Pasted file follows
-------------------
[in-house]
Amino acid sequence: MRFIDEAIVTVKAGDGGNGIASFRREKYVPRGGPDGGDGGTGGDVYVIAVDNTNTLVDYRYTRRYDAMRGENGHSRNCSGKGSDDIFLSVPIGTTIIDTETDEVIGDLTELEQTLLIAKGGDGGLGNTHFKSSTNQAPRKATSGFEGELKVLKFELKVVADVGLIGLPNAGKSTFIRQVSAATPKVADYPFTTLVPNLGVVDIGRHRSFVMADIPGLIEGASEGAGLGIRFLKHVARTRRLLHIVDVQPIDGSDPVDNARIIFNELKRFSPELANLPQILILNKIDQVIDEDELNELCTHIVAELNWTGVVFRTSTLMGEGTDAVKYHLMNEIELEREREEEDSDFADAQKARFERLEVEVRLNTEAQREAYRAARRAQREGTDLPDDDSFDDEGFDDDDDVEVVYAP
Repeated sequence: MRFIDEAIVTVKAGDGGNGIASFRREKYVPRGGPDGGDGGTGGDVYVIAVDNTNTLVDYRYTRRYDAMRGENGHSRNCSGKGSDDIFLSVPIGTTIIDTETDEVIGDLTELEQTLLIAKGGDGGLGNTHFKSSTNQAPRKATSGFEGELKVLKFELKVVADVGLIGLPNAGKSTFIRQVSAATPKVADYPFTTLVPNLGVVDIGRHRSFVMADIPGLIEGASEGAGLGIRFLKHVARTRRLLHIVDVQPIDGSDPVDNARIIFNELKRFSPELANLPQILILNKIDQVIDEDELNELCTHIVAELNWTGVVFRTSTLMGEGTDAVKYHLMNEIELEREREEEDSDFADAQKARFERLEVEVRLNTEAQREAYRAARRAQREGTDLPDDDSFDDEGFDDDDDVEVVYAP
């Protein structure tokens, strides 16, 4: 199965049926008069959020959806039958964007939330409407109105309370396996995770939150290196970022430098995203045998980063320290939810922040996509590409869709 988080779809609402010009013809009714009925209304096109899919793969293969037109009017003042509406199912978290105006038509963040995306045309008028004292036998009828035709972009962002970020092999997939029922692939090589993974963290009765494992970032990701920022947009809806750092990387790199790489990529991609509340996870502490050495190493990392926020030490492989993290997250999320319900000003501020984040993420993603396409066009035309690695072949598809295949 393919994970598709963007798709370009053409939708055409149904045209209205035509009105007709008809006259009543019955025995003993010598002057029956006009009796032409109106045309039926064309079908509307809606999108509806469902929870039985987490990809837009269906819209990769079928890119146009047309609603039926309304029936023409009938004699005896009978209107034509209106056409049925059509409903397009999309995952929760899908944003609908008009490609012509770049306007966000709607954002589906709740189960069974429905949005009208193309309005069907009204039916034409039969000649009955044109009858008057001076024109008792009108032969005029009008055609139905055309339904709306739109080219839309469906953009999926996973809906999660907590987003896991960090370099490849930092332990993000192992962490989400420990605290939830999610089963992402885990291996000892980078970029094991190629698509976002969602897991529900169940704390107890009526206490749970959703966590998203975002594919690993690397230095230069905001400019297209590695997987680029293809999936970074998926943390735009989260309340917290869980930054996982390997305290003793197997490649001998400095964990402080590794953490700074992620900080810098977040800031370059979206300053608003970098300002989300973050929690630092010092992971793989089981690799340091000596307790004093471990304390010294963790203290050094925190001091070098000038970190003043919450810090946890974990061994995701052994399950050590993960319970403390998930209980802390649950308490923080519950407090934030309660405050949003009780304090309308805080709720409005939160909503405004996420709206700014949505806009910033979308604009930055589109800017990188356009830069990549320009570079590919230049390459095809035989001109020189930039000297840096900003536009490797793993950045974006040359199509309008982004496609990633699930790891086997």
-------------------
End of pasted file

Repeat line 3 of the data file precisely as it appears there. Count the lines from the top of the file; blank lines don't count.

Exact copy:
Repeated sequence: MRFIDEAIVTVKAGDGGNGIASFRREKYVPRGGPDGGDGGTGGDVYVIAVDNTNTLVDYRYTRRYDAMRGENGHSRNCSGKGSDDIFLSVPIGTTIIDTETDEVIGDLTELEQTLLIAKGGDGGLGNTHFKSSTNQAPRKATSGFEGELKVLKFELKVVADVGLIGLPNAGKSTFIRQVSAATPKVADYPFTTLVPNLGVVDIGRHRSFVMADIPGLIEGASEGAGLGIRFLKHVARTRRLLHIVDVQPIDGSDPVDNARIIFNELKRFSPELANLPQILILNKIDQVIDEDELNELCTHIVAELNWTGVVFRTSTLMGEGTDAVKYHLMNEIELEREREEEDSDFADAQKARFERLEVEVRLNTEAQREAYRAARRAQREGTDLPDDDSFDDEGFDDDDDVEVVYAP